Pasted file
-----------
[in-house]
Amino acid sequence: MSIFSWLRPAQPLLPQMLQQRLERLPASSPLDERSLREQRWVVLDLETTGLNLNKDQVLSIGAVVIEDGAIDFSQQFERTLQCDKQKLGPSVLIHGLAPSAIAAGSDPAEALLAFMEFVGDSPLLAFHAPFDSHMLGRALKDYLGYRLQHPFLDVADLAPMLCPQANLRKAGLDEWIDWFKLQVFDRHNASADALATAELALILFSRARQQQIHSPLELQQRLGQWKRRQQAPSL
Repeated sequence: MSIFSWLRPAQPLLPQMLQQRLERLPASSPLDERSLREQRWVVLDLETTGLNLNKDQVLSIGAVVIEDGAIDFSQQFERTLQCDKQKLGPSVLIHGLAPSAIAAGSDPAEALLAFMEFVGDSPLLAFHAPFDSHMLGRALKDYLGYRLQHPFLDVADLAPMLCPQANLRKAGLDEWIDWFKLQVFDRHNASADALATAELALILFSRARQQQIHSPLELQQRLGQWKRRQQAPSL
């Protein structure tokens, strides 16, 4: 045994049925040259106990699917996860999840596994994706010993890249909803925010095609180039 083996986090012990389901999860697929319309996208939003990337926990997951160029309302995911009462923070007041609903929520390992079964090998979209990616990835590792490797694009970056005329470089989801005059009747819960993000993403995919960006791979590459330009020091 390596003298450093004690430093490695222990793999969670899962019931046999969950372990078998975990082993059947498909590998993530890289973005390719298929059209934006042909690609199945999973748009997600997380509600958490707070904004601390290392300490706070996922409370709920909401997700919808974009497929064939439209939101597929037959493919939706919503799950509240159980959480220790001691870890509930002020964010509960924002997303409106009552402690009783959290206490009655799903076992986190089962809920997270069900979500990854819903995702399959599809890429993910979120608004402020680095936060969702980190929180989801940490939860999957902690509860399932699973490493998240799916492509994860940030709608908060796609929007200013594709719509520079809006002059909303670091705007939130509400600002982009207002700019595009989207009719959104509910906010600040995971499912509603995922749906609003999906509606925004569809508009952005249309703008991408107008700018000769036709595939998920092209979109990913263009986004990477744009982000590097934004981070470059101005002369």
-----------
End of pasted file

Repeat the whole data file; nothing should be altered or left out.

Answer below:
[in-house]
Amino acid sequence: MSIFSWLRPAQPLLPQMLQQRLERLPASSPLDERSLREQRWVVLDLETTGLNLNKDQVLSIGAVVIEDGAIDFSQQFERTLQCDKQKLGPSVLIHGLAPSAIAAGSDPAEALLAFMEFVGDSPLLAFHAPFDSHMLGRALKDYLGYRLQHPFLDVADLAPMLCPQANLRKAGLDEWIDWFKLQVFDRHNASADALATAELALILFSRARQQQIHSPLELQQRLGQWKRRQQAPSL
Repeated sequence: MSIFSWLRPAQPLLPQMLQQRLERLPASSPLDERSLREQRWVVLDLETTGLNLNKDQVLSIGAVVIEDGAIDFSQQFERTLQCDKQKLGPSVLIHGLAPSAIAAGSDPAEALLAFMEFVGDSPLLAFHAPFDSHMLGRALKDYLGYRLQHPFLDVADLAPMLCPQANLRKAGLDEWIDWFKLQVFDRHNASADALATAELALILFSRARQQQIHSPLELQQRLGQWKRRQQAPSL
């Protein structure tokens, strides 16, 4: 045994049925040259106990699917996860999840596994994706010993890249909803925010095609180039 083996986090012990389901999860697929319309996208939003990337926990997951160029309302995911009462923070007041609903929520390992079964090998979209990616990835590792490797694009970056005329470089989801005059009747819960993000993403995919960006791979590459330009020091 390596003298450093004690430093490695222990793999969670899962019931046999969950372990078998975990082993059947498909590998993530890289973005390719298929059209934006042909690609199945999973748009997600997380509600958490707070904004601390290392300490706070996922409370709920909401997700919808974009497929064939439209939101597929037959493919939706919503799950509240159980959480220790001691870890509930002020964010509960924002997303409106009552402690009783959290206490009655799903076992986190089962809920997270069900979500990854819903995702399959599809890429993910979120608004402020680095936060969702980190929180989801940490939860999957902690509860399932699973490493998240799916492509994860940030709608908060796609929007200013594709719509520079809006002059909303670091705007939130509400600002982009207002700019595009989207009719959104509910906010600040995971499912509603995922749906609003999906509606925004569809508009952005249309703008991408107008700018000769036709595939998920092209979109990913263009986004990477744009982000590097934004981070470059101005002369």